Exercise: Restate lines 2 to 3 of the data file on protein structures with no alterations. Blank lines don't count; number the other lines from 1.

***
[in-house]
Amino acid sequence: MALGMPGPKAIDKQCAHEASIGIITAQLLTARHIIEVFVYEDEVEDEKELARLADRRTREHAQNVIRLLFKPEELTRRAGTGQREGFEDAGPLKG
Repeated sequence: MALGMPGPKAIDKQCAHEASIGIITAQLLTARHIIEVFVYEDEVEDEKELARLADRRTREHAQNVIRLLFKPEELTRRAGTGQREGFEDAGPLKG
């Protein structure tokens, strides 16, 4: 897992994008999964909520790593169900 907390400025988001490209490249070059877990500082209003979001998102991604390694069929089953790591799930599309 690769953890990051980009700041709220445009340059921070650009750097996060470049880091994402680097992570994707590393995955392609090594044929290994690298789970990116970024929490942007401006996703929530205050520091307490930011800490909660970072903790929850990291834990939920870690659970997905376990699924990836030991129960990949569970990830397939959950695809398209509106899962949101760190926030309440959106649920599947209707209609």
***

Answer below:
Amino acid sequence: MALGMPGPKAIDKQCAHEASIGIITAQLLTARHIIEVFVYEDEVEDEKELARLADRRTREHAQNVIRLLFKPEELTRRAGTGQREGFEDAGPLKG
Repeated sequence: MALGMPGPKAIDKQCAHEASIGIITAQLLTARHIIEVFVYEDEVEDEKELARLADRRTREHAQNVIRLLFKPEELTRRAGTGQREGFEDAGPLKG